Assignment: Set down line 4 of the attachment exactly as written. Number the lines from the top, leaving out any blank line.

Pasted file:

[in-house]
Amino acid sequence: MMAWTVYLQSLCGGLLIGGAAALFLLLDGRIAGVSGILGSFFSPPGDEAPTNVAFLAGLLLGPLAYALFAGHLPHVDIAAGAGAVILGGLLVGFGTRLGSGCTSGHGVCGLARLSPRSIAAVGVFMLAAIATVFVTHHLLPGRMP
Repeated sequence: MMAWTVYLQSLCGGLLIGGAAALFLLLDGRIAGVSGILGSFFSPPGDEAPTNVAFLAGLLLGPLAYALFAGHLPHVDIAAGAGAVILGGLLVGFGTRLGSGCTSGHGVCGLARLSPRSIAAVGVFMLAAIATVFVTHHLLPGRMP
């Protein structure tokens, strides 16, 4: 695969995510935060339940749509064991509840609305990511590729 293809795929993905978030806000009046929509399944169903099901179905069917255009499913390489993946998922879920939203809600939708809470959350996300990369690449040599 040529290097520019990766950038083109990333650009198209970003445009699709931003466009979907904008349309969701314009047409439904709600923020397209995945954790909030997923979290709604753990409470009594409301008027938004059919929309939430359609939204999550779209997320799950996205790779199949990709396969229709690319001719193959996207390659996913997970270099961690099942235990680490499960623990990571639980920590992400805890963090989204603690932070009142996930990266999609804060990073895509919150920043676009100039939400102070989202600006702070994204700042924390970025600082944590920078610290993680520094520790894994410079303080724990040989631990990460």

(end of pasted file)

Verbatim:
């Protein structure tokens, strides 16, 4: 695969995510935060339940749509064991509840609305990511590729 293809795929993905978030806000009046929509399944169903099901179905069917255009499913390489993946998922879920939203809600939708809470959350996300990369690449040599 040529290097520019990766950038083109990333650009198209970003445009699709931003466009979907904008349309969701314009047409439904709600923020397209995945954790909030997923979290709604753990409470009594409301008027938004059919929309939430359609939204999550779209997320799950996205790779199949990709396969229709690319001719193959996207390659996913997970270099961690099942235990680490499960623990990571639980920590992400805890963090989204603690932070009142996930990266999609804060990073895509919150920043676009100039939400102070989202600006702070994204700042924390970025600082944590920078610290993680520094520790894994410079303080724990040989631990990460």